Risk is growing across the globe for companies of all shapes and sizes. The proliferation of communications channels has made it easier than ever for brands to reach audiences. However, it’s also opened the floodgates to the risk of misinformation and things spiralling when things don’t go right. 

And with technology becoming increasingly political and at risk of attack, crises for tech organisations are becoming increasingly common.  

While it can be tempting for companies to bury their heads in the sand when it comes to crises and think ‘it won’t happen to us’, it does. From cyberattacks and data breaches to mass redundancies and CEOs that walk the fine line between revolutionary and a liability, the risk factor goes on. 

So how can companies prepare for the worst?

Be prepared 

Ultimately, the public understand that crises happen, everyone is human and some risks are simply unavoidable. Crises can be forgiven, if addressed properly – nine times out of 10, the response is actually more important than the crisis. Unfortunately, many crises are met with ill-prepared, sometimes disingenuous responses. Largely, this is down to a lack of planning. Having a proactive crisis comms strategy is far easier (not to mention) less stressful than being reactive and on the back foot. 

While not every company can plan for every crisis that may happen, there are scenarios that can be predicted to an extent. One of the first stages in our process when we work on crisis strategies with clients is a workshop exploring possible crises, how likely they are, the best to worst case scenarios, who would be the most impacted etc. For many companies, it can be a challenging day, however as the old proverbial saying goes, fail to prepare, prepare to fail. 

Most of the time, we’re approached reactively when a crisis is just about to break or already has. This is arguably the worst time to engage as you’re already in the thick of it and struggling to see clearly.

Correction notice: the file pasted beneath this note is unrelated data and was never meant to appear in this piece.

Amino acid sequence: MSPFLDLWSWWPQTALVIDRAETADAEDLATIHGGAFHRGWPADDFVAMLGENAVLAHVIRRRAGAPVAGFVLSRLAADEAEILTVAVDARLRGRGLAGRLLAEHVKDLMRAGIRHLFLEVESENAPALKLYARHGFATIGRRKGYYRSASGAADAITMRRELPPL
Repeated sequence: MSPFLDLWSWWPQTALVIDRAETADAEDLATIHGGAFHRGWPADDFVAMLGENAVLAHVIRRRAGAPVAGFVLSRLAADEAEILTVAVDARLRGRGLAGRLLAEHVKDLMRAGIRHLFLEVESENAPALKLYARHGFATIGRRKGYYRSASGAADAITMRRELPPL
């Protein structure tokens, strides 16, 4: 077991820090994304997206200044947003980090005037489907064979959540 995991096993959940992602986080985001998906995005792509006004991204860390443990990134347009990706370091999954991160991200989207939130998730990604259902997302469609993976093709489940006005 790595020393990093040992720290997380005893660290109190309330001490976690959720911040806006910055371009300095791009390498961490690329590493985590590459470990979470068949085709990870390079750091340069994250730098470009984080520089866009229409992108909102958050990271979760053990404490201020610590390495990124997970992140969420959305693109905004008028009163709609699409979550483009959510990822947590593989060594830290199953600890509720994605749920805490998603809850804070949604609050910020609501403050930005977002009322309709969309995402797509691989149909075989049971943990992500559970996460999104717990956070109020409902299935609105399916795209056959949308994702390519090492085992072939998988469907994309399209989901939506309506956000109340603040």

Who’s communicating and to whom?

A crisis communication plan should clearly state who is authorised to execute the plan and under what circumstances. The last thing a business needs when a crisis hits is people panicking with no direction or responsibility allocated. You’ll want to have a firm plan of who is responsible for different elements of the strategy – whether that’s communicating with stakeholders, fielding calls, monitoring responses, talking to the media etc. 

Businesses also need to consider everyone that needs to informed about the crisis. It can be easy when a crisis hits to simply think about external stakeholders. However, how you manage it with employees is often just as important. Stakeholder mapping should be an integral part of a crisis strategy, and again, one that’s best done ahead of a crisis happening. This mapping might cover things like: what are the different key messages we need to get across to each group, how quickly and to what extent to they need to know, and how does this impact our relationship?

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Respond quickly and with transparency 

On the most important part: the response. There’s so much to say here, much of which is dependent on the nature of the crisis, however there are some universal hints and tips which should be deployed regardless of the crisis: 

• Respond quickly, but not at the expense of your statement being inaccurate.  

• Select your spokesperson carefully. Crises are stressful (and sometimes downright traumatic) enough as it is. The last thing people want to see is a spokesperson that comes across as disingenuous and unprepared. I’d always try and avoid anonymising spokespeople where possible, too. People need to see the human side of a business in times like these. Where possible, use a senior leader in the organisation. 

• Don’t point the finger/blame individuals. 

• Be straightforward and factual. Don’t use flowery language or overshare, it’s not the right time.

• Have genuine compassion for any victims.

• Clearly state your next steps and actions your organisation will take, along with timelines.

• Decide whether you need another follow up a couple of days later (this will depend on the nature of the crisis). 

• Monitor social media and traditional media regularly in the days and weeks following the incident. 

• Wherever possible, don’t say ‘no comment’, unless there are legal implications involved.

Ultimately, for many companies, crises are unavoidable. But having a pre-prepared strategy in place can make a challenging situation feel less overwhelming. A well thought through crisis communications strategy means a business can respond quickly, effectively and with compassion, whilst building transparency and trust in their organisation and counteracting any misinformation.

Lucy Moore is associate director and head of tech at Refresh

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